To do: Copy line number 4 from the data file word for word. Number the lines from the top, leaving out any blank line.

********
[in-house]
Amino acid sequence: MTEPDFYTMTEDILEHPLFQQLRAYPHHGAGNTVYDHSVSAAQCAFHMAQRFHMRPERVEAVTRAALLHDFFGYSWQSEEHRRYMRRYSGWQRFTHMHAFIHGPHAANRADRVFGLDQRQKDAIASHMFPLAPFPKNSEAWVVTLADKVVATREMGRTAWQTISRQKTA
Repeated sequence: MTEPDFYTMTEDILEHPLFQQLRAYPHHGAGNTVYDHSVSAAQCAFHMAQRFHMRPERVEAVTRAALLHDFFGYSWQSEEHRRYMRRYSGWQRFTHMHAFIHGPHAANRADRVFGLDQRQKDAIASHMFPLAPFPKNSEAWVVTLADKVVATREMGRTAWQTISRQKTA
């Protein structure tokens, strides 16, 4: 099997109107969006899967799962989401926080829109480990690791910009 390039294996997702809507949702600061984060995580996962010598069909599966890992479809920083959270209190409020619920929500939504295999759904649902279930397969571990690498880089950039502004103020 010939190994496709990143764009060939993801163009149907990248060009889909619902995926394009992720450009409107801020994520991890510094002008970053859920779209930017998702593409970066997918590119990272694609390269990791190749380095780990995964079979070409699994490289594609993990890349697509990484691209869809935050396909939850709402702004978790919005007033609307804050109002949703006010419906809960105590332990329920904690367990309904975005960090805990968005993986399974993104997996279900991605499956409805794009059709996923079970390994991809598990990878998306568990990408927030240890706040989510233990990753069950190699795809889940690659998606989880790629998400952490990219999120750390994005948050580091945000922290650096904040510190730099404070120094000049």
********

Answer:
């Protein structure tokens, strides 16, 4: 099997109107969006899967799962989401926080829109480990690791910009 390039294996997702809507949702600061984060995580996962010598069909599966890992479809920083959270209190409020619920929500939504295999759904649902279930397969571990690498880089950039502004103020 010939190994496709990143764009060939993801163009149907990248060009889909619902995926394009992720450009409107801020994520991890510094002008970053859920779209930017998702593409970066997918590119990272694609390269990791190749380095780990995964079979070409699994490289594609993990890349697509990484691209869809935050396909939850709402702004978790919005007033609307804050109002949703006010419906809960105590332990329920904690367990309904975005960090805990968005993986399974993104997996279900991605499956409805794009059709996923079970390994991809598990990878998306568990990408927030240890706040989510233990990753069950190699795809889940690659998606989880790629998400952490990219999120750390994005948050580091945000922290650096904040510190730099404070120094000049």